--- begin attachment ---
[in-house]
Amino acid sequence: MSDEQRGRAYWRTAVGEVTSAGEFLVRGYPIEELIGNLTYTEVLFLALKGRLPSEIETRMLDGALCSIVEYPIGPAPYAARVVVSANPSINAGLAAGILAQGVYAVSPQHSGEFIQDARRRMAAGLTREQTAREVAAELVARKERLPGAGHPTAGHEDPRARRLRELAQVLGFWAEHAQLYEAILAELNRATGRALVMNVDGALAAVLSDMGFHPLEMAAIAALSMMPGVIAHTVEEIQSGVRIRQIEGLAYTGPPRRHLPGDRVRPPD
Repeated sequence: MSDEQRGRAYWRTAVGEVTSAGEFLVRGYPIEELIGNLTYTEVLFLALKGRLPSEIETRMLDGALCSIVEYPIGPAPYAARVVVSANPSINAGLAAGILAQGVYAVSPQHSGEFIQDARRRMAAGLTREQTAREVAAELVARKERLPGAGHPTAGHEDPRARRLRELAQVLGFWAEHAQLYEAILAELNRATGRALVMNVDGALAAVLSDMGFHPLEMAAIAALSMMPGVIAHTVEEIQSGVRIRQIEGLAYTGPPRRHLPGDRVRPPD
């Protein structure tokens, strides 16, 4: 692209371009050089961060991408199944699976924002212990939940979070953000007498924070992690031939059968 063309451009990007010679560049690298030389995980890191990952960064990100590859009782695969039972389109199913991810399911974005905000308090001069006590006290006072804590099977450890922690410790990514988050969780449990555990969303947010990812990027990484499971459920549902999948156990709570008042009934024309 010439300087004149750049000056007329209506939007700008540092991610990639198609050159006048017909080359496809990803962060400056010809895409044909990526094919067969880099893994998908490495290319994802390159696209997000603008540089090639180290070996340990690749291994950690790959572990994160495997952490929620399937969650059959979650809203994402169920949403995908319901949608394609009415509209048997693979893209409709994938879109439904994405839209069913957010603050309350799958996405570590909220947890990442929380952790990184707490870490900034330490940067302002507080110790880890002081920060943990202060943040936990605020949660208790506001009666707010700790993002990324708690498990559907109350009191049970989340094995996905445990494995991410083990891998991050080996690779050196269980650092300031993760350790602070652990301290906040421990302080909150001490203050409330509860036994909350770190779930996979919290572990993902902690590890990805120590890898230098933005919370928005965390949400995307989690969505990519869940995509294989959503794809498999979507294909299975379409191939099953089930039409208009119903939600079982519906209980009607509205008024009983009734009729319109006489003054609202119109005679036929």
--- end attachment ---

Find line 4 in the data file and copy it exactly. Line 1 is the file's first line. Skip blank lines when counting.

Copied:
């Protein structure tokens, strides 16, 4: 692209371009050089961060991408199944699976924002212990939940979070953000007498924070992690031939059968 063309451009990007010679560049690298030389995980890191990952960064990100590859009782695969039972389109199913991810399911974005905000308090001069006590006290006072804590099977450890922690410790990514988050969780449990555990969303947010990812990027990484499971459920549902999948156990709570008042009934024309 010439300087004149750049000056007329209506939007700008540092991610990639198609050159006048017909080359496809990803962060400056010809895409044909990526094919067969880099893994998908490495290319994802390159696209997000603008540089090639180290070996340990690749291994950690790959572990994160495997952490929620399937969650059959979650809203994402169920949403995908319901949608394609009415509209048997693979893209409709994938879109439904994405839209069913957010603050309350799958996405570590909220947890990442929380952790990184707490870490900034330490940067302002507080110790880890002081920060943990202060943040936990605020949660208790506001009666707010700790993002990324708690498990559907109350009191049970989340094995996905445990494995991410083990891998991050080996690779050196269980650092300031993760350790602070652990301290906040421990302080909150001490203050409330509860036994909350770190779930996979919290572990993902902690590890990805120590890898230098933005919370928005965390949400995307989690969505990519869940995509294989959503794809498999979507294909299975379409191939099953089930039409208009119903939600079982519906209980009607509205008024009983009734009729319109006489003054609202119109005679036929």